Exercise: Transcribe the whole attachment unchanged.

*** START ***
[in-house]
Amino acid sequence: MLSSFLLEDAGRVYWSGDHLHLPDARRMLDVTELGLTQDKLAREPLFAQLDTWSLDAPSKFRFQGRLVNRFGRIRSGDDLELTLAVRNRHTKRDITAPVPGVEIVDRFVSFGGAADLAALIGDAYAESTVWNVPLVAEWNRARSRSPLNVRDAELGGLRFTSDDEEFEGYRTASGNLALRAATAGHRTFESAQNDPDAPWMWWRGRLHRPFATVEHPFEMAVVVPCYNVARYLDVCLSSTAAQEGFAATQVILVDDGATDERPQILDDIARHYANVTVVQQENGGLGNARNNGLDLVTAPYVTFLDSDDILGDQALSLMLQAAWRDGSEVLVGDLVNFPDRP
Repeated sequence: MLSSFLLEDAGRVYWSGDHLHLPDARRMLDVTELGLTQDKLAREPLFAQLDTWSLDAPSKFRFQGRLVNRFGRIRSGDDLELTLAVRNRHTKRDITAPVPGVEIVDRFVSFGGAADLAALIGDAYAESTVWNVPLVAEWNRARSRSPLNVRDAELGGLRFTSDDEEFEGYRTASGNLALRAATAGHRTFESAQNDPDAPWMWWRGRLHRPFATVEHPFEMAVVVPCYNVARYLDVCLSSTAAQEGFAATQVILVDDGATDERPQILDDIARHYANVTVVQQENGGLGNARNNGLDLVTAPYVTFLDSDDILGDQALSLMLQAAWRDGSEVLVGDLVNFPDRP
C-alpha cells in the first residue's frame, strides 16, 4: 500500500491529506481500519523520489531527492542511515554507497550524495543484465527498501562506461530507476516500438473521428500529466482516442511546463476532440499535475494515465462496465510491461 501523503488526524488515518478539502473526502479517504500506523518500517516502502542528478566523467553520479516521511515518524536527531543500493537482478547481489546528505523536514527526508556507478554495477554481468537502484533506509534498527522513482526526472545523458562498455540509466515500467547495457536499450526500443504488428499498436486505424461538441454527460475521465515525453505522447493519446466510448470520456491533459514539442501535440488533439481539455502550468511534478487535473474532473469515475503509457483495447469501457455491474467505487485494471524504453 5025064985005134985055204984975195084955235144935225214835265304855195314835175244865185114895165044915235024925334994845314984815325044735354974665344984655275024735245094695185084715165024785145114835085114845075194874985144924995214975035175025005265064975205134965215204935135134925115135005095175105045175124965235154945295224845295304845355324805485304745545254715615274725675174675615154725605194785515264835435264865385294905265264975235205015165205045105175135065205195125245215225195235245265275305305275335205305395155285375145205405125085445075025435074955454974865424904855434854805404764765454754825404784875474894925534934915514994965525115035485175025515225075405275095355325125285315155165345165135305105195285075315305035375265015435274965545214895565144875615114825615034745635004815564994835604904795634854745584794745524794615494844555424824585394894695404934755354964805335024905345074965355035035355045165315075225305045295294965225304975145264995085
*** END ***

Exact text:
[in-house]
Amino acid sequence: MLSSFLLEDAGRVYWSGDHLHLPDARRMLDVTELGLTQDKLAREPLFAQLDTWSLDAPSKFRFQGRLVNRFGRIRSGDDLELTLAVRNRHTKRDITAPVPGVEIVDRFVSFGGAADLAALIGDAYAESTVWNVPLVAEWNRARSRSPLNVRDAELGGLRFTSDDEEFEGYRTASGNLALRAATAGHRTFESAQNDPDAPWMWWRGRLHRPFATVEHPFEMAVVVPCYNVARYLDVCLSSTAAQEGFAATQVILVDDGATDERPQILDDIARHYANVTVVQQENGGLGNARNNGLDLVTAPYVTFLDSDDILGDQALSLMLQAAWRDGSEVLVGDLVNFPDRP
Repeated sequence: MLSSFLLEDAGRVYWSGDHLHLPDARRMLDVTELGLTQDKLAREPLFAQLDTWSLDAPSKFRFQGRLVNRFGRIRSGDDLELTLAVRNRHTKRDITAPVPGVEIVDRFVSFGGAADLAALIGDAYAESTVWNVPLVAEWNRARSRSPLNVRDAELGGLRFTSDDEEFEGYRTASGNLALRAATAGHRTFESAQNDPDAPWMWWRGRLHRPFATVEHPFEMAVVVPCYNVARYLDVCLSSTAAQEGFAATQVILVDDGATDERPQILDDIARHYANVTVVQQENGGLGNARNNGLDLVTAPYVTFLDSDDILGDQALSLMLQAAWRDGSEVLVGDLVNFPDRP
C-alpha cells in the first residue's frame, strides 16, 4: 500500500491529506481500519523520489531527492542511515554507497550524495543484465527498501562506461530507476516500438473521428500529466482516442511546463476532440499535475494515465462496465510491461 501523503488526524488515518478539502473526502479517504500506523518500517516502502542528478566523467553520479516521511515518524536527531543500493537482478547481489546528505523536514527526508556507478554495477554481468537502484533506509534498527522513482526526472545523458562498455540509466515500467547495457536499450526500443504488428499498436486505424461538441454527460475521465515525453505522447493519446466510448470520456491533459514539442501535440488533439481539455502550468511534478487535473474532473469515475503509457483495447469501457455491474467505487485494471524504453 5025064985005134985055204984975195084955235144935225214835265304855195314835175244865185114895165044915235024925334994845314984815325044735354974665344984655275024735245094695185084715165024785145114835085114845075194874985144924995214975035175025005265064975205134965215204935135134925115135005095175105045175124965235154945295224845295304845355324805485304745545254715615274725675174675615154725605194785515264835435264865385294905265264975235205015165205045105175135065205195125245215225195235245265275305305275335205305395155285375145205405125085445075025435074955454974865424904855434854805404764765454754825404784875474894925534934915514994965525115035485175025515225075405275095355325125285315155165345165135305105195285075315305035375265015435274965545214895565144875615114825615034745635004815564994835604904795634854745584794745524794615494844555424824585394894695404934755354964805335024905345074965355035035355045165315075225305045295294965225304975145264995085